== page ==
Sister Lenore Dust, OSB
Sister Lenore Dust of Pocahontas was inspired by her older sister, Sister Georgia Dust, to enter religious life. Several years after high school graduation, she entered Holy Angels Convent, in 1955. After making first vows in 1957, she worked in the hospital office for a few years, and in 1966, was appointed as administrator of Consolata Retirement Home in New Iberia, La. She was then assigned to teach in elementary schools in Arkansas and Texas and would later serve as principal at Blessed Sacrament School. After retiring from teaching, she spent many years visiting patients at St. Bernard’s. Since her retirement in 2008, she supports the community with her prayers.
Sister Cheryl Marie Quave, RSM
Sister Cheryl Quave was born in Biloxi, Miss., and attended St. Theresa School and Sacred Heart Girls High School. The Sisters of Mercy staffed both schools. After graduation, she entered the Religious Sisters of Mercy in St. Louis on July 16, 1967. She professed first vows in 1970 and final vows in 1973 and concurrently graduated from Mercy Junior College and Fontbonne University. Sister Cheryl also earned a master’s degree in theology from St. Mary University in San Antonio, Texas. Sister Cheryl’s ministry of teaching took her to St. Francis Xavier School, Vicksburg, Miss.; Our Lady of Guadalupe, Amarillo, Texas; St. Patrick School, Meridian, Miss.; and parish ministry at Sacred Heart Church, Dedeaux, Miss. She is currently assigned to St. John School in Hot Springs.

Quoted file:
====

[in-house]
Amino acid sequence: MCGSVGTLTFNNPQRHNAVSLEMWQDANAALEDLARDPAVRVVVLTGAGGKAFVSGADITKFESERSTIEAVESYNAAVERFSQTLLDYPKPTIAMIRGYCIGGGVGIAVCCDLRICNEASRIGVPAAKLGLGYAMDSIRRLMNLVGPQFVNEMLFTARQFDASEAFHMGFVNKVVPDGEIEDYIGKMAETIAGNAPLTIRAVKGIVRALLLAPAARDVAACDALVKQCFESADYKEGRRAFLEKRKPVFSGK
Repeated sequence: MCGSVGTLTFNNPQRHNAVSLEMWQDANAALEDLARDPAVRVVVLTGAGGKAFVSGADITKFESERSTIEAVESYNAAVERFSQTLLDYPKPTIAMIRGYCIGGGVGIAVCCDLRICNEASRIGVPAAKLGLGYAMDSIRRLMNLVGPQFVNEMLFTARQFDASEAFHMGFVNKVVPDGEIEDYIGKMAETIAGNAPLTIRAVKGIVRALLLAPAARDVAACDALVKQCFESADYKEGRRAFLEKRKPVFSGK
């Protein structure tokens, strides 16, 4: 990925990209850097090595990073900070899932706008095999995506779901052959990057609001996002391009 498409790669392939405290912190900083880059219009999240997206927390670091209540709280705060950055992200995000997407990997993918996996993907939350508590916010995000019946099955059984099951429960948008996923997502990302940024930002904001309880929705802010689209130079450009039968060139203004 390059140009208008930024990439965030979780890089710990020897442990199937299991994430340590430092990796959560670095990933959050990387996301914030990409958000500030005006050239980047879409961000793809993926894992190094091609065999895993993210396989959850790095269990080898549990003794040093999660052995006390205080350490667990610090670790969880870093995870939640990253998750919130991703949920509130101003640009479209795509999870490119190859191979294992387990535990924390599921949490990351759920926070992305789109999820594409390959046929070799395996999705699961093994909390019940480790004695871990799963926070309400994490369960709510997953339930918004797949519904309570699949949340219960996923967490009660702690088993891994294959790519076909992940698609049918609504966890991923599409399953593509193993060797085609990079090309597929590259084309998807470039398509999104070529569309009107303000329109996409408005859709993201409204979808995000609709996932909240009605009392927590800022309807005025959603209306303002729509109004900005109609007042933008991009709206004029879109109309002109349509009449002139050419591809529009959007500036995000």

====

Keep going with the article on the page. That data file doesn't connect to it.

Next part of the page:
Sister Laura Cathcart, OSB
Sister Laura Cathcart, a native of Little Rock, first began thinking about religious life while in high school at Mount St. Mary Academy in Little Rock. She entered Holy Angels Convent in August of 1990. She professed first vows in 1992 and perpetual vows in 1997. Shortly after her profession, she began pursuing a bachelor’s degree in education at Arkansas State University. She began teaching first at St. Michael in West Memphis and then for more than 12 years at Our Lady of the Holy Souls in Little Rock and at Blessed Sacrament in Jonesboro. In addition to teaching, she served on several summer mission trips to Nicaragua. She has also been invited to speak and present on various topics for Benedictine oblates and the Arkansas Historical Society.
Brother Joseph Heath, OSB
David Heath Jr. was born in Jersey City. He had been in a minor seminary during part of his high school years and as a young adult volunteered in Covenant House, a ministry to street youth in New York City. One day when he was reading Our Sunday Visitor he saw an advertisement for Subiaco Abbey. He came to Subiaco as a candidate in 1991 and made his first profession in 1992, receiving the name Joseph. In his first years he worked in various parts of the abbey, and then he was sent to study for a master’s degree in social studies and liberal arts. At Subiaco Academy, he teaches U.S., world and Church history. He is an avid sports fan, devoted to the New York Giants, Mets, Knicks and Rangers.